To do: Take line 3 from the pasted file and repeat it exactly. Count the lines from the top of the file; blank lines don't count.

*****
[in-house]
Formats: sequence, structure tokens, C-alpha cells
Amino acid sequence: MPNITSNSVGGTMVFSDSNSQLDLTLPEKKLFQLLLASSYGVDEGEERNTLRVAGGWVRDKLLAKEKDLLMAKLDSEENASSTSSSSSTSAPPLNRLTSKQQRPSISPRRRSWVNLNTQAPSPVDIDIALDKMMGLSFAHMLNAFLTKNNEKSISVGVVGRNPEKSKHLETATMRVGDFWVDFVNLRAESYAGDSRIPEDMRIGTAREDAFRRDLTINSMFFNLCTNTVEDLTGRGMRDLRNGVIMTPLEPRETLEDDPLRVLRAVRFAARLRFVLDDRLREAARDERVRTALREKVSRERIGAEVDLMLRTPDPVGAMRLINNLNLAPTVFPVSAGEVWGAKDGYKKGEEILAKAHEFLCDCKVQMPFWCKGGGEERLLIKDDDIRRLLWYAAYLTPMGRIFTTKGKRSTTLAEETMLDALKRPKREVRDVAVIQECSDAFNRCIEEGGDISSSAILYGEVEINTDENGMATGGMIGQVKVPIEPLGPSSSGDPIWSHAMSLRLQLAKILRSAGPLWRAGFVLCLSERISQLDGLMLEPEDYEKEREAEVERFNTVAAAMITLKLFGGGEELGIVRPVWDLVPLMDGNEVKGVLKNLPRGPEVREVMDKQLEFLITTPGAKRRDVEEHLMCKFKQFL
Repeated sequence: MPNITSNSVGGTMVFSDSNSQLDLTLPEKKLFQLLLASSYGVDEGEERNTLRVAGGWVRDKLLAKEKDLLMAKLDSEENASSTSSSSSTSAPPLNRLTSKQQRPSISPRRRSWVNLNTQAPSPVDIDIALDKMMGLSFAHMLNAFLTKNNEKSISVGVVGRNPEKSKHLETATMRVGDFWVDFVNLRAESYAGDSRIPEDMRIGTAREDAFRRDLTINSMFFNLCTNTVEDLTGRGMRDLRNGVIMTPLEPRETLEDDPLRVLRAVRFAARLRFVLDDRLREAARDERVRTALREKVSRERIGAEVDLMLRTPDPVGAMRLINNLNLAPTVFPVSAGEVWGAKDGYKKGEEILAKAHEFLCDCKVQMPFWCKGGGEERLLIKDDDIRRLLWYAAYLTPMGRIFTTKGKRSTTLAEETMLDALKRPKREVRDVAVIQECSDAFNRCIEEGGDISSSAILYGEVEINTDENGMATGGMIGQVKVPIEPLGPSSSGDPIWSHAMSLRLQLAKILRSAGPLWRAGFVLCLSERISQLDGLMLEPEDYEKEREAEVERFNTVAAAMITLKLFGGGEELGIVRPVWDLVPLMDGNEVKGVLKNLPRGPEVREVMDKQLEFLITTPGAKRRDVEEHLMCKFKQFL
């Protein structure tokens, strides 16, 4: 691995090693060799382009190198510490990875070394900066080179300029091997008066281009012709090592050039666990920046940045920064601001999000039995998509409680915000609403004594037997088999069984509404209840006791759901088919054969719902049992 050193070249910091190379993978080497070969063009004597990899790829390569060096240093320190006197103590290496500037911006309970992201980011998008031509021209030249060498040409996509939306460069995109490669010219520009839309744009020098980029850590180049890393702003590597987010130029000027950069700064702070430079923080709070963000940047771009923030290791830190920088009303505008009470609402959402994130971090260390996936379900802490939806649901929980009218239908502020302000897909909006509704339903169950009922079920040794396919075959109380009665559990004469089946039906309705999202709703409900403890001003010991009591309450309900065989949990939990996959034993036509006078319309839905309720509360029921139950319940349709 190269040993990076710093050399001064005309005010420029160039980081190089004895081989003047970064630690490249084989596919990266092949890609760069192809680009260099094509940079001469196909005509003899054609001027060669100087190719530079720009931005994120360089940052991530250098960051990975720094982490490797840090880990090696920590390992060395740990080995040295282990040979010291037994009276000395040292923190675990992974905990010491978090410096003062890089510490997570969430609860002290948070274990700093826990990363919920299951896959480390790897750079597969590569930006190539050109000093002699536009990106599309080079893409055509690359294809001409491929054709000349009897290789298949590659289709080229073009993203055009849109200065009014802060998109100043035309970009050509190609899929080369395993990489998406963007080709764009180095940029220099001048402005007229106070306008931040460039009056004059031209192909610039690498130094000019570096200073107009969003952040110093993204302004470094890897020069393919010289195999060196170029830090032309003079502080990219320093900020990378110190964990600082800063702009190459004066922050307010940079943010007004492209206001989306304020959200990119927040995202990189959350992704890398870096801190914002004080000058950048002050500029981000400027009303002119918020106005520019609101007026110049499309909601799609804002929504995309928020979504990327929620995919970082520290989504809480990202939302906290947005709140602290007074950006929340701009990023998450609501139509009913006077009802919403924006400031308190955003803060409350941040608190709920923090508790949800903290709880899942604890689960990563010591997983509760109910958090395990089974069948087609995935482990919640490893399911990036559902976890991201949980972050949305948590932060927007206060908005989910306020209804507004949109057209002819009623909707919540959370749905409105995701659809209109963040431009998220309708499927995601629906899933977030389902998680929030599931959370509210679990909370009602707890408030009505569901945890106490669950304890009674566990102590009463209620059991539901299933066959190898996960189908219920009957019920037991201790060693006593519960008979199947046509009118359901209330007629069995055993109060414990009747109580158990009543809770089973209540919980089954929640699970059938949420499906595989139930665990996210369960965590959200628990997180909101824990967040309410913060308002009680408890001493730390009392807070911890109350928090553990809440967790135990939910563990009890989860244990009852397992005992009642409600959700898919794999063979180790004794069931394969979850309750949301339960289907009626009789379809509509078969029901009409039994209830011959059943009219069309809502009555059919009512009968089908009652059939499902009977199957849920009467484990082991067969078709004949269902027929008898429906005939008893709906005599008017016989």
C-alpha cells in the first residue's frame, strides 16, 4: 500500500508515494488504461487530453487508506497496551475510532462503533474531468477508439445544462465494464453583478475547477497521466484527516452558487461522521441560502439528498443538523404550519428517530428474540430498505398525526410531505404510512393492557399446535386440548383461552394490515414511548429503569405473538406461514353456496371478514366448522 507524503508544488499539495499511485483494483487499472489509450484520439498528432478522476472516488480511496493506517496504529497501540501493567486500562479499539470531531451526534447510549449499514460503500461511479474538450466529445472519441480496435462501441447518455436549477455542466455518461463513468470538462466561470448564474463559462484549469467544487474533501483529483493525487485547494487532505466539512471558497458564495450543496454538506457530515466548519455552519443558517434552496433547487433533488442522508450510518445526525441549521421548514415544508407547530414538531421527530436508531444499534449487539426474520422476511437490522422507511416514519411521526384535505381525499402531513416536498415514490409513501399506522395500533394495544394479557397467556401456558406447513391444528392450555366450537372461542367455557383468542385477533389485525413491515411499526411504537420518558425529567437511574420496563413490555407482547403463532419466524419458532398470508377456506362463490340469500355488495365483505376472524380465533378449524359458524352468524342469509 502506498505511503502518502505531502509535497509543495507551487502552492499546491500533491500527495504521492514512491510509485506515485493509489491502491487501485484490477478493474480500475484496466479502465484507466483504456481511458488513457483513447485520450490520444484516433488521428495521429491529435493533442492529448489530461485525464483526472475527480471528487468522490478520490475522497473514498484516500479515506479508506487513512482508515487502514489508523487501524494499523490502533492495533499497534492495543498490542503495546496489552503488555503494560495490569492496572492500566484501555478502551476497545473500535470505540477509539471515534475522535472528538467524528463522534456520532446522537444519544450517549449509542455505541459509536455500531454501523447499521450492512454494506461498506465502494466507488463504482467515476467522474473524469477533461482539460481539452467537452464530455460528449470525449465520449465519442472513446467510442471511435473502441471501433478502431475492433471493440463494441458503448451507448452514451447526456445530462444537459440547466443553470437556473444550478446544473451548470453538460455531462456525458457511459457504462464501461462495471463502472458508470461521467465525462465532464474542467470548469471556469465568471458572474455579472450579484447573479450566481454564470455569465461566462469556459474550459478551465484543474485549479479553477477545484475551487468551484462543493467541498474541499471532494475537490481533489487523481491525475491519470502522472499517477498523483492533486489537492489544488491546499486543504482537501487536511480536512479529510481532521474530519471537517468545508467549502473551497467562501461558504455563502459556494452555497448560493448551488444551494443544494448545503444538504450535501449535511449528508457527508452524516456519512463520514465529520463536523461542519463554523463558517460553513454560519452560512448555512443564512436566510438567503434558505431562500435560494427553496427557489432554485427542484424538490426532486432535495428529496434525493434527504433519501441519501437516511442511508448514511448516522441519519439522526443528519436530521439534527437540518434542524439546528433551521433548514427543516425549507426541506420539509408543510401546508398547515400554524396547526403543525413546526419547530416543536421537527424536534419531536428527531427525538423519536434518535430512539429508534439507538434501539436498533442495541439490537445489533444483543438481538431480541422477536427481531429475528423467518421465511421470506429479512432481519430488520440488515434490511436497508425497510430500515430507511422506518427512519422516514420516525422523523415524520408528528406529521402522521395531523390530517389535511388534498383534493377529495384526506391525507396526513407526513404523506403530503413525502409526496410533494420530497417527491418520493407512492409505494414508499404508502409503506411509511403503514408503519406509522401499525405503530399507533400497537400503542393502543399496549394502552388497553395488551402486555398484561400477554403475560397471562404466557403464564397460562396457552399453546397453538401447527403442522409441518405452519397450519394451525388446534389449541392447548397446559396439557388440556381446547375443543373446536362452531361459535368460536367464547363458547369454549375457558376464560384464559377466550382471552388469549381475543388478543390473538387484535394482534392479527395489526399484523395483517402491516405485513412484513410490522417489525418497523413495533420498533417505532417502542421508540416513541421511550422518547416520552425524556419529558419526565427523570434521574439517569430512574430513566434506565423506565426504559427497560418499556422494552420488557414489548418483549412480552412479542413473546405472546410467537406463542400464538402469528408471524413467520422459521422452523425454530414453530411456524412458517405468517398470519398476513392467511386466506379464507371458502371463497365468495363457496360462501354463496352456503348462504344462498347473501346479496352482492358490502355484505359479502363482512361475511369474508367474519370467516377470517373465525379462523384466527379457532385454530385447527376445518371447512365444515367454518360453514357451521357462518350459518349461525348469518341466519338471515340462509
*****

Amino acid sequence: MPNITSNSVGGTMVFSDSNSQLDLTLPEKKLFQLLLASSYGVDEGEERNTLRVAGGWVRDKLLAKEKDLLMAKLDSEENASSTSSSSSTSAPPLNRLTSKQQRPSISPRRRSWVNLNTQAPSPVDIDIALDKMMGLSFAHMLNAFLTKNNEKSISVGVVGRNPEKSKHLETATMRVGDFWVDFVNLRAESYAGDSRIPEDMRIGTAREDAFRRDLTINSMFFNLCTNTVEDLTGRGMRDLRNGVIMTPLEPRETLEDDPLRVLRAVRFAARLRFVLDDRLREAARDERVRTALREKVSRERIGAEVDLMLRTPDPVGAMRLINNLNLAPTVFPVSAGEVWGAKDGYKKGEEILAKAHEFLCDCKVQMPFWCKGGGEERLLIKDDDIRRLLWYAAYLTPMGRIFTTKGKRSTTLAEETMLDALKRPKREVRDVAVIQECSDAFNRCIEEGGDISSSAILYGEVEINTDENGMATGGMIGQVKVPIEPLGPSSSGDPIWSHAMSLRLQLAKILRSAGPLWRAGFVLCLSERISQLDGLMLEPEDYEKEREAEVERFNTVAAAMITLKLFGGGEELGIVRPVWDLVPLMDGNEVKGVLKNLPRGPEVREVMDKQLEFLITTPGAKRRDVEEHLMCKFKQFL